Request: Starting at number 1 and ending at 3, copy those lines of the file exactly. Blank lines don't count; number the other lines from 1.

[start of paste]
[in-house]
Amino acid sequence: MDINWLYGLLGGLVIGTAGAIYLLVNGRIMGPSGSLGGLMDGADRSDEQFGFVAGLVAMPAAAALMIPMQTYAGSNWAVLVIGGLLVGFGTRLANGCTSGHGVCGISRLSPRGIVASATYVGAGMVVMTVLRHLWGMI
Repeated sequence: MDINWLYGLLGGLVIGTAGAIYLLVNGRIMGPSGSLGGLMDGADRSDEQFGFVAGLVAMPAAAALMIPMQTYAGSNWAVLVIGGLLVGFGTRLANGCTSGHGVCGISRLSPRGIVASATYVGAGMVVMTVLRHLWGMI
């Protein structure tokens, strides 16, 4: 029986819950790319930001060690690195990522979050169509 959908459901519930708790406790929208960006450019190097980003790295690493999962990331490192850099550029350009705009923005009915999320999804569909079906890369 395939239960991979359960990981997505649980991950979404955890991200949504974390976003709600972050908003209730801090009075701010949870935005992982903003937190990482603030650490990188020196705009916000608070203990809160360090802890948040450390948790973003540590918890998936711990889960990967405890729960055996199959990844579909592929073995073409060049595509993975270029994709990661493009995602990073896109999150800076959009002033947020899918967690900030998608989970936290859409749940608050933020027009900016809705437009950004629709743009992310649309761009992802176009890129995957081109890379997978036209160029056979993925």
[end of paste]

[in-house]
Amino acid sequence: MDINWLYGLLGGLVIGTAGAIYLLVNGRIMGPSGSLGGLMDGADRSDEQFGFVAGLVAMPAAAALMIPMQTYAGSNWAVLVIGGLLVGFGTRLANGCTSGHGVCGISRLSPRGIVASATYVGAGMVVMTVLRHLWGMI
Repeated sequence: MDINWLYGLLGGLVIGTAGAIYLLVNGRIMGPSGSLGGLMDGADRSDEQFGFVAGLVAMPAAAALMIPMQTYAGSNWAVLVIGGLLVGFGTRLANGCTSGHGVCGISRLSPRGIVASATYVGAGMVVMTVLRHLWGMI